Parity’s release manager Afri Schoeden admitted to quitting Ethereum projects following controversial tweets about the network’s Serenity upgrade.
Afri Schoeden, release manager at blockchain infrastructure firm Parity Technologies, has quit all Ethereum projects after a controversial tweet that sparked outrage on social media. Schoeden spoke to blockchain media BreakerMag on Thursday, Feb. 21.
In his tweet, Schoeden reportedly criticized Serenity, also known as “Ethereum 2.0” — a final upgrade for the Ethereum network that brings its mainnet over to a proof-of-stake (PoS) consensus algorithm. The tweet, which has since been deleted, reportedly read:
“Polkadot delivers what Serenity ought to be…”
Polkadot is Parity’s upcoming protocol focused on connecting different blockchains. Schoedon told BreakerMag that he will “no longer deal with Ethereum or Ethereum-related projects,” however will remain with Parity. He described the significance of the recent tweet:
“Polkadot is not a direct competitor to Ethereum and chains like Ethereum were always an integral part of the Polkadot vision. The focus of my tweet wasn’t Polkadot or competition, but Serenity, which is, in my eyes, rolled out too slowly, and I fear that it [won’t] matter anymore once we get there. People didn’t get that, and only I am to blame for not getting the message straight.”
Schoeden believes, however, that the Ethereum community needs to find some shared values and goals:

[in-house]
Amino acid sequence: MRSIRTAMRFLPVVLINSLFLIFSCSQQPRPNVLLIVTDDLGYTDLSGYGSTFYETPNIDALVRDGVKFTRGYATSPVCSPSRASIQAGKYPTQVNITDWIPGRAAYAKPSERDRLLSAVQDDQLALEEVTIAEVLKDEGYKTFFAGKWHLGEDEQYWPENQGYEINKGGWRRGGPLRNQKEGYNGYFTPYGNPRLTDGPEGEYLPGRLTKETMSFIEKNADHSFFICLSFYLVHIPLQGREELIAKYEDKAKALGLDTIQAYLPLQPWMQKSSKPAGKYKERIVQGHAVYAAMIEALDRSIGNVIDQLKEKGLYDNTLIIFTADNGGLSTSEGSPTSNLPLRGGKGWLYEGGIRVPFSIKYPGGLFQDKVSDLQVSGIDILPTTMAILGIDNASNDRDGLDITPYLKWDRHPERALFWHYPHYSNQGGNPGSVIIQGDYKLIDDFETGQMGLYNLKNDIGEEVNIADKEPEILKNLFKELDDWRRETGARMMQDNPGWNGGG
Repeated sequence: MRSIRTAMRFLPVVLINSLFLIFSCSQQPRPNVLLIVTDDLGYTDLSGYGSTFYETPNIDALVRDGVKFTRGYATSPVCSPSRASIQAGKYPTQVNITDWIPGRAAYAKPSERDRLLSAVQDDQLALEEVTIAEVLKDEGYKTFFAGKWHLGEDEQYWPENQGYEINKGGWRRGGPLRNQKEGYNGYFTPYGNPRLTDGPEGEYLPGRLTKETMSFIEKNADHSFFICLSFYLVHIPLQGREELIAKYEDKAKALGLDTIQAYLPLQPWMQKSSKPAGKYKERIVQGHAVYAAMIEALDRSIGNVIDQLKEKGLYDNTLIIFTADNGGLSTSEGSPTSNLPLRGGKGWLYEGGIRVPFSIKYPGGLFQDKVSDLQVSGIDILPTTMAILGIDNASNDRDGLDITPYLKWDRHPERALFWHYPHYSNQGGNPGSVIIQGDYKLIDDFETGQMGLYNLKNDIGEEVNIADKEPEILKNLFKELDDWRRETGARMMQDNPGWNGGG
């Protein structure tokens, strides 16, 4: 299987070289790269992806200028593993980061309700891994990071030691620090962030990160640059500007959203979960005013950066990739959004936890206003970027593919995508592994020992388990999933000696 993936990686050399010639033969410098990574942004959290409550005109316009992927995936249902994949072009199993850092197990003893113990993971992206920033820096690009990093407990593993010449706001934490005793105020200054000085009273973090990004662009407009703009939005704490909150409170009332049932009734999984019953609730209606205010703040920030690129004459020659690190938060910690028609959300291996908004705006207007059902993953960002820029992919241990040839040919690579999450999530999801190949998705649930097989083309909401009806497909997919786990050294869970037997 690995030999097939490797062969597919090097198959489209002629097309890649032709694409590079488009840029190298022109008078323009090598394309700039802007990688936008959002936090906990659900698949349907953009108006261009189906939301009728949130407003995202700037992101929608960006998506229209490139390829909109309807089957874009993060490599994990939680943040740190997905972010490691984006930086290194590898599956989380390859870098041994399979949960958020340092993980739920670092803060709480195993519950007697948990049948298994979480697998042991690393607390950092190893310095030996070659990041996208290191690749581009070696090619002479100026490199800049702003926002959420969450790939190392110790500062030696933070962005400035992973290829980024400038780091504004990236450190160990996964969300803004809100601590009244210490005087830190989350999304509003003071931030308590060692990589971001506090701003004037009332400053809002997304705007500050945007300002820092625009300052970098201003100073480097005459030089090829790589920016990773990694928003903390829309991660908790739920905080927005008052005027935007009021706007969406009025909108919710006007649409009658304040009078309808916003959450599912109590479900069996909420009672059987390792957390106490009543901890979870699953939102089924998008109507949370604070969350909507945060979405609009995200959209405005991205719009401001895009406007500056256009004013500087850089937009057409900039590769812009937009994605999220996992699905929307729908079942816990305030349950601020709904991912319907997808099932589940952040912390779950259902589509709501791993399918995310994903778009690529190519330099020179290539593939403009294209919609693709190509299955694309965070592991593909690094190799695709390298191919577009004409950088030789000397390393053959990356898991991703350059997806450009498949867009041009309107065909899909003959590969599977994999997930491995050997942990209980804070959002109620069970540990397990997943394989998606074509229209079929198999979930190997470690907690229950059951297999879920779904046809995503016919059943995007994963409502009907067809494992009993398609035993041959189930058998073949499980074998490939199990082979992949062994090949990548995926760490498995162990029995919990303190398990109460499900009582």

“I also fear that Preethi [Kasireddy] was right last year when she said that we might need to talk about the values (again) to find out what the community really stands for.”
Following the controversial tweet, users immediately accused the developer of “betrayal,” along with “sabotaging” Ethereum from within and having a conflict of interest. Schoeden subsequently clarified that the discussions forced him to quit Ethereum:
“I did not quit social media, I quit Ethereum. I did not go dark, I just left the community. I am no longer coordinating hard forks, building testnets, or contributing otherwise. I did not work on Polkadot, I never did, I worked on Ethereum. I did not hate Ethereum, I loved it.”
The pre-release of Ethereum 2.0 started in early February. The Constantinople hard fork, an upgrade to the Ethereum, network– which encloses different Ethereum Improvement Proposals (EIPs) in order to soften the transition from the current proof-of-work (PoW) to PoS– is scheduled for Feb. 27.
Constantinople faced its first delay in October 2018 due to a consensus problem that was detected on the Ropsten testnet. In January, smart contract audit company ChainSecurit found a vulnerability in the Constantinople hard fork. The critical issue, which might have allowed for reentrancy attacks by means of the use of specific commands in Ethereum smart contracts, triggered another hold-up.
Blockchain entrepreneur Andreas Kristof even insinuated that Schoeden was straight out responsible for Serenity’s hold-up.